A Q&A with Marine Conservation Action Fund Director Elizabeth Stephenson

By New England Aquarium on Wednesday, June 26, 2024


The New England Aquarium’s Marine Conservation Action Fund (MCAF) is a small grants and fellowship program that provides support for community-based projects spearheaded by local conservation leaders in low- and middle-income countries around the globe. Through this partnership, conservation leaders are creating solutions that benefit ocean health and support their local communities.

MCAF has been supporting organizations around the world for 25 years. Here, the fund’s director Elizabeth Stephenson talks about the program’s important milestones through the years, and what she hopes for the future.

Elizabeth Stephenson
Elizabeth Stephenson Photo by Vanessa Kahn

How does MCAF’s work align with the Aquarium’s mission?

The Aquarium understands that the future of our shared blue planet depends on more than just us. To truly make a difference in ocean conservation, it will take a worldwide network of people focused on the research and stewardship of ocean species and habitats in a sustainable and community-focused way. In addition, through its own work with local communities in Boston, the Aquarium understands that local leaders who are closest to the issues are best positioned to develop long-term solutions in collaboration with local stakeholders. However, only a tiny fraction of the already small percentage of funding that supports ocean conservation goes to locally run organizations. This is where MCAF comes in, to help ensure that local leaders and their organizations have the funding and resources they need to spearhead conservation initiatives over the long term.

How is MCAF working to advance equity in ocean conservation?

MCAF originally funded projects for any country with an ocean coastline, including the US and Canada. Over time, we realized funds for conservation research are not equitably distributed across the globe. The program shifted to only supporting projects in low- and middle-income countries because these locations contain the majority of the world’s coastlines and include key marine biodiversity hotspots. There are fewer financial resources available for conservation in the areas we support and we are committed to working with local leaders who know the issues, the culture, and the communities, which is key for achieving lasting outcomes.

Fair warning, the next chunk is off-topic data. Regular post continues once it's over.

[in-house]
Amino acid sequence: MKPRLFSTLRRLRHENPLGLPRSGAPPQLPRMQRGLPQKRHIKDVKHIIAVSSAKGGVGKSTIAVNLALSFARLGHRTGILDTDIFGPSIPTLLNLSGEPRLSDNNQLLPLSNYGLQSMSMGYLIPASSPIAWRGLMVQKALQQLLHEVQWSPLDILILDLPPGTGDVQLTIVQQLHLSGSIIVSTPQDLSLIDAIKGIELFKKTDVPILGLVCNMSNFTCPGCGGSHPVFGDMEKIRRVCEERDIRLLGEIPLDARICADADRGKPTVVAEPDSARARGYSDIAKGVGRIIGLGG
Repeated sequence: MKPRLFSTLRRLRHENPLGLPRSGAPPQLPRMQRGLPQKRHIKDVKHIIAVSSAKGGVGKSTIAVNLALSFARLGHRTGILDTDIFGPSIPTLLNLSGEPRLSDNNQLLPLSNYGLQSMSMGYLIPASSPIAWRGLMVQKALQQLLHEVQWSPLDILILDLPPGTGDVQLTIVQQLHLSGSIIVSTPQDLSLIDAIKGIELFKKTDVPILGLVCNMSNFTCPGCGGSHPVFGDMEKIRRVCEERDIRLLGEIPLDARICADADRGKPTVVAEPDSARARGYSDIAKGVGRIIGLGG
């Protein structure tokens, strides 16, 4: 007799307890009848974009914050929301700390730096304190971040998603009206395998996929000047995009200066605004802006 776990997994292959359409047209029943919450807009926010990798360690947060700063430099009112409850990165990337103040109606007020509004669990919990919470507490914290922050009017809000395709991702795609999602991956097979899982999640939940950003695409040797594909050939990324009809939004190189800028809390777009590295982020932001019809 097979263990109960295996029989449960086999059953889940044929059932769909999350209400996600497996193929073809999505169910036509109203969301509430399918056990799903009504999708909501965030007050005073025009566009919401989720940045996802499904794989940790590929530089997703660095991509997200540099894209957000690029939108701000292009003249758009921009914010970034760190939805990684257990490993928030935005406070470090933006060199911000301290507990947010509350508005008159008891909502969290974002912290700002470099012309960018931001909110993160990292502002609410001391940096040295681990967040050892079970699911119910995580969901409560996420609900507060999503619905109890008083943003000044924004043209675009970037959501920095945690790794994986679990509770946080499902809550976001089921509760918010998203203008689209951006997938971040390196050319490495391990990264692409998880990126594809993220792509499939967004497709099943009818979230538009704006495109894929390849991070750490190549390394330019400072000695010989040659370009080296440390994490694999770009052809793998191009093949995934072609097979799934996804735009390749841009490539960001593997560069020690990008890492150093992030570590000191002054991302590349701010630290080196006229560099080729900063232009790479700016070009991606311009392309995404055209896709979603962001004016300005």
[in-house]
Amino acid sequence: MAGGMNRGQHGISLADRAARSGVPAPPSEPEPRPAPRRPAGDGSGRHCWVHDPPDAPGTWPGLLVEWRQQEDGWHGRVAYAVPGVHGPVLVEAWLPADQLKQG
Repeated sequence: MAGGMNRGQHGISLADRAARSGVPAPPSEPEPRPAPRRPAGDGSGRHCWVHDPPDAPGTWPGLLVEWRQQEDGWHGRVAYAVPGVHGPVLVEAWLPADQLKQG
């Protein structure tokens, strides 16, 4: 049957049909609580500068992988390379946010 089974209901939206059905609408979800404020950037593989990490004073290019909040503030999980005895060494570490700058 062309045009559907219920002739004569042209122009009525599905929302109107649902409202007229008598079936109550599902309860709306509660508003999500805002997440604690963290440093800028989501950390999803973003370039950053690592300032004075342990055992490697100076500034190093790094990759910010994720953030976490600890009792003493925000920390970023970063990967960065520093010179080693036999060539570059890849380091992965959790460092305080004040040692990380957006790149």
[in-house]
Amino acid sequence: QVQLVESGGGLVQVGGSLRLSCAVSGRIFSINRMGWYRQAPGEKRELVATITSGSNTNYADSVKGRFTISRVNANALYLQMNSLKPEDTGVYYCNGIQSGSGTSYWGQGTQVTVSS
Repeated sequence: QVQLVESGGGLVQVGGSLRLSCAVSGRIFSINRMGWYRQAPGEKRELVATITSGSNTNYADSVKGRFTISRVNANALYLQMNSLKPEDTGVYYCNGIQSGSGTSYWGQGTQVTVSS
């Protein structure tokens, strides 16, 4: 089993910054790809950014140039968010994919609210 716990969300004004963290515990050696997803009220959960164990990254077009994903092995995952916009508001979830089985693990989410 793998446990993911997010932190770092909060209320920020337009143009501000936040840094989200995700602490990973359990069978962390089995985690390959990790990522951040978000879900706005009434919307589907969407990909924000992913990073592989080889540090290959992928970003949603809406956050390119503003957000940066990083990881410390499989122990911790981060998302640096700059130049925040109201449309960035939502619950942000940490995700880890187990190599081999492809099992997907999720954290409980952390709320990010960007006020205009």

How does MCAF decide what projects to fund?

We look for projects whose goals and approach are locally-informed and evidence based, recognizing that evidence can include scientific research and local, traditional, and Indigenous knowledge. Working with local communities and stakeholders is integral to the project, whether it’s fishing communities, women, youth, or government agencies. We seek project leaders who have a holistic approach and a larger vision that encompasses the community as they work to address a problem or need. We have learned from MCAF project leaders and fellows that these elements are vital for advancing lasting change.

How does MCAF benefit project leaders and fellows over the course of their work and vice versa?

MCAF provides multiple types of support to ocean conservation leaders across the globe, including funding, professional development, learning exchange, mentorship, community-building, and recognition. Specifically, we offer small grants of up to $12,000 for these community-based ocean conservation projects. These can include field surveys to find nursery grounds of endangered sharks; community-led programs to protect sea turtle nesting beaches; or working with small-scale fishers to identify and address threats to marine species and livelihoods.

MCAF Fellows at the 2019 Fellows Summit in Boston
MCAF Fellows at the 2019 Fellows Summit in Boston Elizabeth (center) with MCAF Fellows

We provide opportunities for project leaders to apply for continuation funding, which is such a huge need given that most conservation projects are almost always long-term efforts. Through the MCAF Fellows Program, we invest in selected conservation leaders over the long term through developing enduring, two-way relationships, promoting learning exchange and building a dedicated community of peers. We also offer grants to support the sustainability of Fellows’ organizations and their efforts to train and collaborate with the next generation of ocean leaders. We bring fellows to the Aquarium for global summits every few years where they share their work and grow their connection with each other, the Aquarium community, and audiences in greater Boston. Fellows serve as key advisors to the MCAF program, providing feedback on the program’s direction, evaluating proposals and helping to ensure we are advancing inclusive and equitable conservation practices.

MCAF has supported more than 230 projects and 17 fellowships since 1999. What do you hope for the fund’s future?

Thanks to a generous and transformational gift from Alan and Lisa Dynner, we have been able to strengthen the global impact of the MCAF program and grow the community of conservation leaders it serves. But we hope to do more. One of our immediate goals is to expand the support we provide, extending our individual grants to multi-year grants to support the long-term success of MCAF-funded projects.

Our vision is of an MCAF program that continues to listen to and learn from the global community it serves; strives to advance best practices in inclusive, equitable, and locally-led conservation; and of a thriving program that has the resources to sustain and grow its support of ocean leaders, their organizations, and communities for generations to come.


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